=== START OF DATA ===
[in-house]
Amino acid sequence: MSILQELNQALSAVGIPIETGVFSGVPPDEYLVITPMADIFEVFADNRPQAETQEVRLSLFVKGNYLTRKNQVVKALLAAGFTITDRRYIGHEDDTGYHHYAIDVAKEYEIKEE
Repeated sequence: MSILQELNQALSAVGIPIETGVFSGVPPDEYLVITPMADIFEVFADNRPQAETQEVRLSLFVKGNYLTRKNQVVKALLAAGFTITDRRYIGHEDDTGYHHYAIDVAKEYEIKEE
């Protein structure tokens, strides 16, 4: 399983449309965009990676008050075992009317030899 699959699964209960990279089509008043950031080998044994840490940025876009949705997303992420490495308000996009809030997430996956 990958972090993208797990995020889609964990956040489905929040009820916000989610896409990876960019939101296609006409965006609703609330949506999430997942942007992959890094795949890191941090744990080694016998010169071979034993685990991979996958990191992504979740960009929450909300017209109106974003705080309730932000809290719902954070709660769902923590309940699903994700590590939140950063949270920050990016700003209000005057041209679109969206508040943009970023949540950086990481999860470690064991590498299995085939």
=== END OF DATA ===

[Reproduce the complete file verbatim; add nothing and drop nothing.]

[in-house]
Amino acid sequence: MSILQELNQALSAVGIPIETGVFSGVPPDEYLVITPMADIFEVFADNRPQAETQEVRLSLFVKGNYLTRKNQVVKALLAAGFTITDRRYIGHEDDTGYHHYAIDVAKEYEIKEE
Repeated sequence: MSILQELNQALSAVGIPIETGVFSGVPPDEYLVITPMADIFEVFADNRPQAETQEVRLSLFVKGNYLTRKNQVVKALLAAGFTITDRRYIGHEDDTGYHHYAIDVAKEYEIKEE
């Protein structure tokens, strides 16, 4: 399983449309965009990676008050075992009317030899 699959699964209960990279089509008043950031080998044994840490940025876009949705997303992420490495308000996009809030997430996956 990958972090993208797990995020889609964990956040489905929040009820916000989610896409990876960019939101296609006409965006609703609330949506999430997942942007992959890094795949890191941090744990080694016998010169071979034993685990991979996958990191992504979740960009929450909300017209109106974003705080309730932000809290719902954070709660769902923590309940699903994700590590939140950063949270920050990016700003209000005057041209679109969206508040943009970023949540950086990481999860470690064991590498299995085939």